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Corporate social responsibility transparency and trade credit financing

Mohammad Hendijani Zadeh (Department of Accounting, Sobey School of Business, Saint Mary’s University, Halifax, Canada)
Karen Naaman (Department of Accounting, The State University of New York (SUNY) at Plattsburgh, Plattsburgh, New York, USA)
Najib Sahyoun (Department of Accounting, Arthur J. Bauernfeind College of Business, Murray State University, Murray, Kentucky, USA)

International Journal of Accounting & Information Management

ISSN: 1834-7649

Article publication date: 14 December 2022




This study aims to examine whether a company’s corporate social responsibility (CSR) transparency (reflected in two separate dimensions of social transparency and environmental transparency) affects a company’s dependence on expensive trade credit (TC) financing.


The authors use a panel of S&P 500 index companies between 2012 and 2019 and ordinary least squares estimators. Transparency ratings represented by Bloomberg scores capture both the quantity and quality of verified CSR practice information.


CSR transparency (CSRT) is negatively associated with a firm’s dependence on expensive TC financing. This study’s results continue to hold after a battery of robustness tests like substitute proxies for TC, use of two-stage least squares regression, industry-adjusted dependent variable, generalized linear model and bootstrapping approach. This association is stronger among companies with higher information asymmetry (IASY) and lower quality regarding governance and financial reporting. Further investigation indicates that potential channels through which CSRT mitigates a company’s reliance on TC financing are the cost of debt (CoD) and stock liquidity. This study’s findings suggest that transparent companies have a lower CoD and higher stock liquidity. This helps these companies to be more financially flexible and eventually less dependent on expensive TC financing.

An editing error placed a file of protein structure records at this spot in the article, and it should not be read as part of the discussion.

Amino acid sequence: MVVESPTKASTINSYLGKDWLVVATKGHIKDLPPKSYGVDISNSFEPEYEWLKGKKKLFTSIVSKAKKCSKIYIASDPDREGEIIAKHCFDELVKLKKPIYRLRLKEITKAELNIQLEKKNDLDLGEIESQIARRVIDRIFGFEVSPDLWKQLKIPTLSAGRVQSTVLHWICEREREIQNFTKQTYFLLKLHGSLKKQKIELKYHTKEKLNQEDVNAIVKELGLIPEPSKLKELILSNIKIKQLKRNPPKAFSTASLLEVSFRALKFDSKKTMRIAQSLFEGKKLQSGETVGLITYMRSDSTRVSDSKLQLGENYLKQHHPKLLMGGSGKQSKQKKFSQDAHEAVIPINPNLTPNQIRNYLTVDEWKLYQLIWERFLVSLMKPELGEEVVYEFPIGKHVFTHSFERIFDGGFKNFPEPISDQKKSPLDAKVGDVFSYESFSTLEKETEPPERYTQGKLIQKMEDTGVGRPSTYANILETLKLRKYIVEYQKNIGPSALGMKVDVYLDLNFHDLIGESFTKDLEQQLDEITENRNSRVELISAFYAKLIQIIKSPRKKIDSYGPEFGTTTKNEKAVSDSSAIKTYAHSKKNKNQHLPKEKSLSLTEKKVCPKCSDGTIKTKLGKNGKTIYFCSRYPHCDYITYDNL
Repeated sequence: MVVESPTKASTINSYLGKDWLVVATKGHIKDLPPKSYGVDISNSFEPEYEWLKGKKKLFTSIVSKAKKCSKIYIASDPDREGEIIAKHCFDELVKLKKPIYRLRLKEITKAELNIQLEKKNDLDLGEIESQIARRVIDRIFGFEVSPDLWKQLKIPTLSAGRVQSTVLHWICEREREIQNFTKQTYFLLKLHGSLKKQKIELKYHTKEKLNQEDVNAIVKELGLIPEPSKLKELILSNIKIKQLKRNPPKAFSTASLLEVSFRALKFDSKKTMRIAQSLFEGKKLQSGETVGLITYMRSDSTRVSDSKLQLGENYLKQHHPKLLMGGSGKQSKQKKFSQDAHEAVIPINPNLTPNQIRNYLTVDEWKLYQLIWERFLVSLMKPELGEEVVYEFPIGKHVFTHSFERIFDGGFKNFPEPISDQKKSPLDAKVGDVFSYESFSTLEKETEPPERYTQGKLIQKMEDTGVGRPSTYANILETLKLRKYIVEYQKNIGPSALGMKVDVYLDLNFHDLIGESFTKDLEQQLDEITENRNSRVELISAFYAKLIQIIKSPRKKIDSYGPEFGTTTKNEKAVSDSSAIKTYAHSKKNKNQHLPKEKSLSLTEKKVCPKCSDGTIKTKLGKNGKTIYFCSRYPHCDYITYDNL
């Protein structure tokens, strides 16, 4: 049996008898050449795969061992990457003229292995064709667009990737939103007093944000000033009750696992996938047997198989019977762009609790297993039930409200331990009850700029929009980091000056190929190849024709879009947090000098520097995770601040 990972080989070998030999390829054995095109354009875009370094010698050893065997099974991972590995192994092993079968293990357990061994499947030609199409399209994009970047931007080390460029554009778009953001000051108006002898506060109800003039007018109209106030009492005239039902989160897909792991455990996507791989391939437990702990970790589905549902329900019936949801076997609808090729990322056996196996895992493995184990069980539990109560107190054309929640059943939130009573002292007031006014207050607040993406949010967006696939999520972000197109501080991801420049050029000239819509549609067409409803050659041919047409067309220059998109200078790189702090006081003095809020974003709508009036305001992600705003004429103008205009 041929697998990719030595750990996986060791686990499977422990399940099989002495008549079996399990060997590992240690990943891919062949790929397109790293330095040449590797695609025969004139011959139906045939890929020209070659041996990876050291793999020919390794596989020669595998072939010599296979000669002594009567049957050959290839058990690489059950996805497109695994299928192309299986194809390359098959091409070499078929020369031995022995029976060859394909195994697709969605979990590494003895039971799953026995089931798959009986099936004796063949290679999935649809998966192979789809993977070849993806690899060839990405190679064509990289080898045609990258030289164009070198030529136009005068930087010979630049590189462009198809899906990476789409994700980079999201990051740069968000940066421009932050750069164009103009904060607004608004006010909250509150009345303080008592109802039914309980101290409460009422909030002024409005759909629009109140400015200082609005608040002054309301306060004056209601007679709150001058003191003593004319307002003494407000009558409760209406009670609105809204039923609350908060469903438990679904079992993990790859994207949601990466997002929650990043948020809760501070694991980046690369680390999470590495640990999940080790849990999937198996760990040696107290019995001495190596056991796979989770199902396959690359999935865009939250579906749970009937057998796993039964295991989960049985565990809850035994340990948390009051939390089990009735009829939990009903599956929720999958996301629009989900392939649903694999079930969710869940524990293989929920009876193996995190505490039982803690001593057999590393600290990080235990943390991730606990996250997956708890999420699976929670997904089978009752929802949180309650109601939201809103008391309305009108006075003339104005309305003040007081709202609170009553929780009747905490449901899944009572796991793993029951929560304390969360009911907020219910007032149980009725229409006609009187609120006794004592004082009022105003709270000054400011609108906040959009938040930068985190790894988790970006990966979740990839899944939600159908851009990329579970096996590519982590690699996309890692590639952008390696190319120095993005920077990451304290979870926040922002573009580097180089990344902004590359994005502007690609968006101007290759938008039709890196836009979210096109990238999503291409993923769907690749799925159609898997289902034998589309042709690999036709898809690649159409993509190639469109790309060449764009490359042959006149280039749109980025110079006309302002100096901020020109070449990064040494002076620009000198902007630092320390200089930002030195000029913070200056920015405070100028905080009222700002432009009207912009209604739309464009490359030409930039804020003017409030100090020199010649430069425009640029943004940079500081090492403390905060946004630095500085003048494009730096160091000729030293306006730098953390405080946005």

By combining two separate research lines of TC and CSR, this study adds to both works of literature as it is the first (to the best of the authors’ knowledge) to present evidence of the effect of CSRT proxied by Bloomberg scores on a company’s reliance on TC (a real economic decision and financial policy). Additionally, this study documents the moderating effects of financial reporting quality, IASY and corporate governance on the relationship between CSRT and TC financing. In conclusion, this study provides empirical evidence regarding the potential mechanisms of CoD and stock liquidity, through which CSRT influences a company’s reliance on TC financing.



Funding statement: Mohammad Hendijani Zadeh acknowledges funding from New Brunswick Innovation Foundation – Start-up Fund Grant. Mohammad Hendijani Zadeh also acknowledges funding from the Social Sciences and Humanities Research Council of Canada. The initial part of this project was done when Dr Zadeh was a PhD candidate at John Molson School of Business, Concordia University.

Data availability statement: All data are publicly available from sources identified in the text.

Conflict of interest disclosure: The authors declare that they have no known competing financial interests or personal relationships that could have appeared to influence the work reported in this paper.

Ethics approval statement: The manuscript does not contain human studies. This manuscript has not been published elsewhere.


Hendijani Zadeh, M., Naaman, K. and Sahyoun, N. (2022), "Corporate social responsibility transparency and trade credit financing", International Journal of Accounting & Information Management, Vol. ahead-of-print No. ahead-of-print.



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